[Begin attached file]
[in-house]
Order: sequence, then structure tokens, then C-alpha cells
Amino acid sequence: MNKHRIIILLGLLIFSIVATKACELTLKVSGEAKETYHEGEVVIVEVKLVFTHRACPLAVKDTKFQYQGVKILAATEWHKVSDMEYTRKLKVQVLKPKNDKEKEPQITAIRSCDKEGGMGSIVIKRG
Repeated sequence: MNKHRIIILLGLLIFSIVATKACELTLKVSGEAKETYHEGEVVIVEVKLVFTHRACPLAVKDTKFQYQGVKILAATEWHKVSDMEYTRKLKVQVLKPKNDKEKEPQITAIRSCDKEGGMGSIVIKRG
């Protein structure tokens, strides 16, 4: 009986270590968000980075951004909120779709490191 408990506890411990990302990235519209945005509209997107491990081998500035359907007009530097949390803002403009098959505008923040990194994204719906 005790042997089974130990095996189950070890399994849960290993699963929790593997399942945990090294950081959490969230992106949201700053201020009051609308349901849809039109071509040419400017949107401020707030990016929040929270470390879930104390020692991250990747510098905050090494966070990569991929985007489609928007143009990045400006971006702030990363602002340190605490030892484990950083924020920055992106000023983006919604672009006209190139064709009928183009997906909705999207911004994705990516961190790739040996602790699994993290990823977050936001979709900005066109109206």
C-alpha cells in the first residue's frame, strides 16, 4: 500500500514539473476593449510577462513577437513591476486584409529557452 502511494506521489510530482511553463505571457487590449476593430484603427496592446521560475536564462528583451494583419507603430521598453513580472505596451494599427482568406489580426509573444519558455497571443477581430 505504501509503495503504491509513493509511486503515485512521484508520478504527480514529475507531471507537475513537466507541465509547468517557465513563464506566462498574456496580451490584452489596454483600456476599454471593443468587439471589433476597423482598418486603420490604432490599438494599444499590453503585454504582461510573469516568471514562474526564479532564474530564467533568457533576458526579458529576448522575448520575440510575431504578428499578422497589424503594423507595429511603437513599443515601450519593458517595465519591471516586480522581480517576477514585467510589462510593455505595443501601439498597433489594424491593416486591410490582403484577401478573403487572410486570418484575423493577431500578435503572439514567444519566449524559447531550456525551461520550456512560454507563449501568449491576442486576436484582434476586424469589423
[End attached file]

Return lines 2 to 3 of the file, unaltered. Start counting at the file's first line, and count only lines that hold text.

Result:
Order: sequence, then structure tokens, then C-alpha cells
Amino acid sequence: MNKHRIIILLGLLIFSIVATKACELTLKVSGEAKETYHEGEVVIVEVKLVFTHRACPLAVKDTKFQYQGVKILAATEWHKVSDMEYTRKLKVQVLKPKNDKEKEPQITAIRSCDKEGGMGSIVIKRG